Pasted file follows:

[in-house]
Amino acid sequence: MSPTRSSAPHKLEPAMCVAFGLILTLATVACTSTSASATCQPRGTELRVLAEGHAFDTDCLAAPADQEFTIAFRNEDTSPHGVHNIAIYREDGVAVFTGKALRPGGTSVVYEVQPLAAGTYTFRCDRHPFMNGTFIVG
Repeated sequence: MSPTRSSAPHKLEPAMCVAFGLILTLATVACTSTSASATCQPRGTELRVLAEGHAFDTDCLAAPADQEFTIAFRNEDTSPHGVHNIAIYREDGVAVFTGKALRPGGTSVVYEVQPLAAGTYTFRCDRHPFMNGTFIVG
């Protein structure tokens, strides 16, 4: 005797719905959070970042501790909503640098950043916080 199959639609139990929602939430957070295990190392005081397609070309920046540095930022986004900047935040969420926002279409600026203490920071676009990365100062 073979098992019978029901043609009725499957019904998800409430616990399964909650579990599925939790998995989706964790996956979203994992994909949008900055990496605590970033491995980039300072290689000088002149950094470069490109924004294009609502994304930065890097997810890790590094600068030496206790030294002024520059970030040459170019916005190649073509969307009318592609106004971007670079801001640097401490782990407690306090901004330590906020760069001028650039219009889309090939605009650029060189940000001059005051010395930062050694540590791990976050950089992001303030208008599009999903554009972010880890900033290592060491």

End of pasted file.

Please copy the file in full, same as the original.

[in-house]
Amino acid sequence: MSPTRSSAPHKLEPAMCVAFGLILTLATVACTSTSASATCQPRGTELRVLAEGHAFDTDCLAAPADQEFTIAFRNEDTSPHGVHNIAIYREDGVAVFTGKALRPGGTSVVYEVQPLAAGTYTFRCDRHPFMNGTFIVG
Repeated sequence: MSPTRSSAPHKLEPAMCVAFGLILTLATVACTSTSASATCQPRGTELRVLAEGHAFDTDCLAAPADQEFTIAFRNEDTSPHGVHNIAIYREDGVAVFTGKALRPGGTSVVYEVQPLAAGTYTFRCDRHPFMNGTFIVG
């Protein structure tokens, strides 16, 4: 005797719905959070970042501790909503640098950043916080 199959639609139990929602939430957070295990190392005081397609070309920046540095930022986004900047935040969420926002279409600026203490920071676009990365100062 073979098992019978029901043609009725499957019904998800409430616990399964909650579990599925939790998995989706964790996956979203994992994909949008900055990496605590970033491995980039300072290689000088002149950094470069490109924004294009609502994304930065890097997810890790590094600068030496206790030294002024520059970030040459170019916005190649073509969307009318592609106004971007670079801001640097401490782990407690306090901004330590906020760069001028650039219009889309090939605009650029060189940000001059005051010395930062050694540590791990976050950089992001303030208008599009999903554009972010880890900033290592060491």